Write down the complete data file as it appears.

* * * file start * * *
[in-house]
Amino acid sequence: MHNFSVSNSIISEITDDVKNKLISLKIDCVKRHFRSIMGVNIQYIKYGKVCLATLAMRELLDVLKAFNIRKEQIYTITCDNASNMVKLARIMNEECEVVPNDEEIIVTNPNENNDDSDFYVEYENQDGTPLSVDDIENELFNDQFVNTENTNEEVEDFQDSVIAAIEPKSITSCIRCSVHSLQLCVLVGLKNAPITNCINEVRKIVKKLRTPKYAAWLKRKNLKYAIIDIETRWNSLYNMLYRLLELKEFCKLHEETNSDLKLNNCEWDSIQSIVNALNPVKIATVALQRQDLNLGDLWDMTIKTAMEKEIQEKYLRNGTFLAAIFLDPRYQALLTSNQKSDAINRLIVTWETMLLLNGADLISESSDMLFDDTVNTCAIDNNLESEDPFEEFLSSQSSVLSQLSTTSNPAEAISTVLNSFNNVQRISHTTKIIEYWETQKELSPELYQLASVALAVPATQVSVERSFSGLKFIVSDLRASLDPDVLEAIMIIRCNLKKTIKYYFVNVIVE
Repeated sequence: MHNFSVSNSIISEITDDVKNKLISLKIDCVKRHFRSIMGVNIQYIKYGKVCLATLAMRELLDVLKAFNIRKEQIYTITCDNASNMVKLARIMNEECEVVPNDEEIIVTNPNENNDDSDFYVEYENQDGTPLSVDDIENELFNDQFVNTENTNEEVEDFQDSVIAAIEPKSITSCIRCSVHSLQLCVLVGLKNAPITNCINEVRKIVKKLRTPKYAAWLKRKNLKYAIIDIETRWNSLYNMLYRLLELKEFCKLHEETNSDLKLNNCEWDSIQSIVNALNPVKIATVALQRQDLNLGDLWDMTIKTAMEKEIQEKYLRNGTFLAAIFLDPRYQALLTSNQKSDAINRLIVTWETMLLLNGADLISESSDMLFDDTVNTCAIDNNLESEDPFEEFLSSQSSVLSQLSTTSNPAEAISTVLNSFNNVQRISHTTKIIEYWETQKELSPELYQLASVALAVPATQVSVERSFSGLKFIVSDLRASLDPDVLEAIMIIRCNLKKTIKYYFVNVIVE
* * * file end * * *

[in-house]
Amino acid sequence: MHNFSVSNSIISEITDDVKNKLISLKIDCVKRHFRSIMGVNIQYIKYGKVCLATLAMRELLDVLKAFNIRKEQIYTITCDNASNMVKLARIMNEECEVVPNDEEIIVTNPNENNDDSDFYVEYENQDGTPLSVDDIENELFNDQFVNTENTNEEVEDFQDSVIAAIEPKSITSCIRCSVHSLQLCVLVGLKNAPITNCINEVRKIVKKLRTPKYAAWLKRKNLKYAIIDIETRWNSLYNMLYRLLELKEFCKLHEETNSDLKLNNCEWDSIQSIVNALNPVKIATVALQRQDLNLGDLWDMTIKTAMEKEIQEKYLRNGTFLAAIFLDPRYQALLTSNQKSDAINRLIVTWETMLLLNGADLISESSDMLFDDTVNTCAIDNNLESEDPFEEFLSSQSSVLSQLSTTSNPAEAISTVLNSFNNVQRISHTTKIIEYWETQKELSPELYQLASVALAVPATQVSVERSFSGLKFIVSDLRASLDPDVLEAIMIIRCNLKKTIKYYFVNVIVE
Repeated sequence: MHNFSVSNSIISEITDDVKNKLISLKIDCVKRHFRSIMGVNIQYIKYGKVCLATLAMRELLDVLKAFNIRKEQIYTITCDNASNMVKLARIMNEECEVVPNDEEIIVTNPNENNDDSDFYVEYENQDGTPLSVDDIENELFNDQFVNTENTNEEVEDFQDSVIAAIEPKSITSCIRCSVHSLQLCVLVGLKNAPITNCINEVRKIVKKLRTPKYAAWLKRKNLKYAIIDIETRWNSLYNMLYRLLELKEFCKLHEETNSDLKLNNCEWDSIQSIVNALNPVKIATVALQRQDLNLGDLWDMTIKTAMEKEIQEKYLRNGTFLAAIFLDPRYQALLTSNQKSDAINRLIVTWETMLLLNGADLISESSDMLFDDTVNTCAIDNNLESEDPFEEFLSSQSSVLSQLSTTSNPAEAISTVLNSFNNVQRISHTTKIIEYWETQKELSPELYQLASVALAVPATQVSVERSFSGLKFIVSDLRASLDPDVLEAIMIIRCNLKKTIKYYFVNVIVE